We just wish the three buttons beneath the screen were similarly subtle. We prefer the Arc's proper, clicking buttons to the touch-sensitive type on many other Android smart phones, but their elongated, shiny design strikes us as being a tad '80s.

Two-dimensional experience

The Arc is one of the thinnest smart phones around, measuring 9mm at its thickest ends and curving to 8.7mm in the middle. That makes it feel like a big After Eight mint, and just as snappable. Sony Ericsson admits that its phones haven't been the toughest around in the past, and the Arc has a plastic case, rather than a metal one, such as that sported by the HTC Desire HD.

Still, it's hard to criticise a phone for being gorgeously thin, and Sony Ericsson does claim the Arc's screen is protected by a shatter-proof cover on top of the scratch-resistant mineral glass.

The plastic back flexes slightly, which detracts from the phone's expensive air. But there weren't any loose or wobbly parts on our sample. Overall, the Arc is definitely worth showing off, but, like most smart phones, we don't think it would survive a short drop onto concrete.

Ready for your close-up

The Arc boasts an 8.1-megapixel camera with an LED photo light and a good selection of settings for you to tweak, including face-detection and image-stabilisation features. But the dish of the day is the Exmor R CMOS sensor, which is so oven-fresh that it's only just arriving in compact cameras.

This back-illuminated sensor should take smoother, better-quality shots in low light than normal phone cameras. That's good news, since a phone tends to be the snapper of choice for late-night pub photos. We tested the Arc's camera by trying to capture the perfect MySpace mugshot in various lighting conditions.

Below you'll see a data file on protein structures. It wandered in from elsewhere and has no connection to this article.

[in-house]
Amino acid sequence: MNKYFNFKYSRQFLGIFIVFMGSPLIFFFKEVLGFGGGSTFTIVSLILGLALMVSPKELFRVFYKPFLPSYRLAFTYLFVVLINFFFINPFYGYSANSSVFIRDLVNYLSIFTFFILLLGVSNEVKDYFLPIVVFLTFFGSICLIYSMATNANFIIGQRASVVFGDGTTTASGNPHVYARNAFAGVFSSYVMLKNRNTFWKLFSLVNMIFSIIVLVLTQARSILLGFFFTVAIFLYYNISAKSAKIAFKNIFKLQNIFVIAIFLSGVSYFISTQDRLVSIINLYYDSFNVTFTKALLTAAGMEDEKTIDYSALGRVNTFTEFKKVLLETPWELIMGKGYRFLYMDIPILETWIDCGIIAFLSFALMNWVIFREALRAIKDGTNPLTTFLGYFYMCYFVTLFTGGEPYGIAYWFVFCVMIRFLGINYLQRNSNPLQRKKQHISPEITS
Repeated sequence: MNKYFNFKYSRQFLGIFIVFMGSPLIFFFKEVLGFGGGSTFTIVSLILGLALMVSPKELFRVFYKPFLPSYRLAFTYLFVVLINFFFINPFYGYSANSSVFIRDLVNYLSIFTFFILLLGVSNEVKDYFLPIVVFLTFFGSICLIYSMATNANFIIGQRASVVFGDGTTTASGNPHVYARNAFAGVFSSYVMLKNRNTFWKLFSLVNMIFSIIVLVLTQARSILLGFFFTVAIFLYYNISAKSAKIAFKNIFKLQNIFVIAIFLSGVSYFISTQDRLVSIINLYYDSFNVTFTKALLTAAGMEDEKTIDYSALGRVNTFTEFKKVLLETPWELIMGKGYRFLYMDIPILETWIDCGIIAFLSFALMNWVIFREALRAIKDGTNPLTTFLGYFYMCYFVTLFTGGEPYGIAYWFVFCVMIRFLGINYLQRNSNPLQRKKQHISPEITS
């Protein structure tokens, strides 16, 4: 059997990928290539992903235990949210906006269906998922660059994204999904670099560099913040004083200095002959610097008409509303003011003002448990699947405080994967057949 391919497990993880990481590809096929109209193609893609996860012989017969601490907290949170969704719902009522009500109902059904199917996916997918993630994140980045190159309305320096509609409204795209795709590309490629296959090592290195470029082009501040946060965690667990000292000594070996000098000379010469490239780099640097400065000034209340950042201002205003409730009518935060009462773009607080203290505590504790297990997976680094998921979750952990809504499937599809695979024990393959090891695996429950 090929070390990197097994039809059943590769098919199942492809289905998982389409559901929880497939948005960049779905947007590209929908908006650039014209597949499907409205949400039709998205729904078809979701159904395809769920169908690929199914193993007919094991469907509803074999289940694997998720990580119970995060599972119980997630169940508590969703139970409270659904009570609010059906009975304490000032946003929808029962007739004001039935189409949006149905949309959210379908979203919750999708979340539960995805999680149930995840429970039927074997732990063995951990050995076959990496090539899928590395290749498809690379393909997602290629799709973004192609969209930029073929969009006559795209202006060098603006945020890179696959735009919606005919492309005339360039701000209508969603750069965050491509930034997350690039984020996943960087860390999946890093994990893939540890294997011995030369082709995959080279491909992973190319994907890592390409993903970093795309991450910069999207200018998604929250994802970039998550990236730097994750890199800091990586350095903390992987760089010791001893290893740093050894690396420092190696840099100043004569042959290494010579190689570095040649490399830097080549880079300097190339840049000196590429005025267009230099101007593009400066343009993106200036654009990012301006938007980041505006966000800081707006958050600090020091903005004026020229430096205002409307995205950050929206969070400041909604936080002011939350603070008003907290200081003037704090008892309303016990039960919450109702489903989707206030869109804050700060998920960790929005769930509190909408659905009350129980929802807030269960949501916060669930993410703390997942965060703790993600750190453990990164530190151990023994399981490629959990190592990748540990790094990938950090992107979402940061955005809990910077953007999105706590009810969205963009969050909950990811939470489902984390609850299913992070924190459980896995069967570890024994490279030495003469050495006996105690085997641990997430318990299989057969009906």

The camera captures above-average photos in dim conditions with the LED light turned off. If you do use the LED light, you'll get better pictures but temporarily blind your subject. (Click image to enlarge.)

The Arc managed to capture decent photos even in a very dark room, with its LED light turned off. We found that the red-eye-reduction setting didn't have much effect, though. Although the LED light certainly improved the image in dark conditions, it's painfully blinding to look at. We'd stick to turning on the lights instead, if you can.

The Arc has a dedicated photo button on the side, but it's tiny and it sits right at one end of the phone, so it's hard to press. We found that pressing it could sometimes cause the phone to move, which can make photos blurry. We much preferred to take advantage of the option to tap the screen to capture a photo. You can tap anywhere on the screen, which makes it easy to take snaps quickly.

The Arc also shoots 720p high-definition video. We tested the video performance in darkness by filming a bobblehead Mountie toy trapped in a box. Check out the results below. The Arc was able to adjust to the darkness of the pitch-black cardboard prison, capturing the Mountie's ever-smiling face.